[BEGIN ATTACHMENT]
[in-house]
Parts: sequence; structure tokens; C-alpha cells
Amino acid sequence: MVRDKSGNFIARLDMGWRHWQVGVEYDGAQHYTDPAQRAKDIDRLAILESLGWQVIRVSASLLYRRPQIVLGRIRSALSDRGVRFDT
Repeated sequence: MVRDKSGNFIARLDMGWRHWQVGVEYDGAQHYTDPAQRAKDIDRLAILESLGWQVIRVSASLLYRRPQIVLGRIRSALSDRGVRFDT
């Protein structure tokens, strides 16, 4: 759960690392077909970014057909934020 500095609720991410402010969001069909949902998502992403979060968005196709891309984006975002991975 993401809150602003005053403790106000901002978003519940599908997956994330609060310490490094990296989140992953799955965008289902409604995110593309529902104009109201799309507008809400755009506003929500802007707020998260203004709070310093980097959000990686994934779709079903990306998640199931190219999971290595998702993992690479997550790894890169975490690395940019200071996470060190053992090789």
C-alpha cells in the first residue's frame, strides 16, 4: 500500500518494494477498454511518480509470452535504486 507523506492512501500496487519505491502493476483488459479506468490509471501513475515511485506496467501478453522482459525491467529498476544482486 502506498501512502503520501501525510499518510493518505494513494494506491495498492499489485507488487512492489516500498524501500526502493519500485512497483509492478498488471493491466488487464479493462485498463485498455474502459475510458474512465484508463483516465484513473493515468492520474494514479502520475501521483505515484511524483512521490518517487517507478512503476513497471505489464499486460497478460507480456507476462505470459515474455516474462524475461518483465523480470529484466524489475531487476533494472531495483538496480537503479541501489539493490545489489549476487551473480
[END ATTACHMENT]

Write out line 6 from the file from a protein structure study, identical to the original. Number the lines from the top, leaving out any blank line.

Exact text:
C-alpha cells in the first residue's frame, strides 16, 4: 500500500518494494477498454511518480509470452535504486 507523506492512501500496487519505491502493476483488459479506468490509471501513475515511485506496467501478453522482459525491467529498476544482486 502506498501512502503520501501525510499518510493518505494513494494506491495498492499489485507488487512492489516500498524501500526502493519500485512497483509492478498488471493491466488487464479493462485498463485498455474502459475510458474512465484508463483516465484513473493515468492520474494514479502520475501521483505515484511524483512521490518517487517507478512503476513497471505489464499486460497478460507480456507476462505470459515474455516474462524475461518483465523480470529484466524489475531487476533494472531495483538496480537503479541501489539493490545489489549476487551473480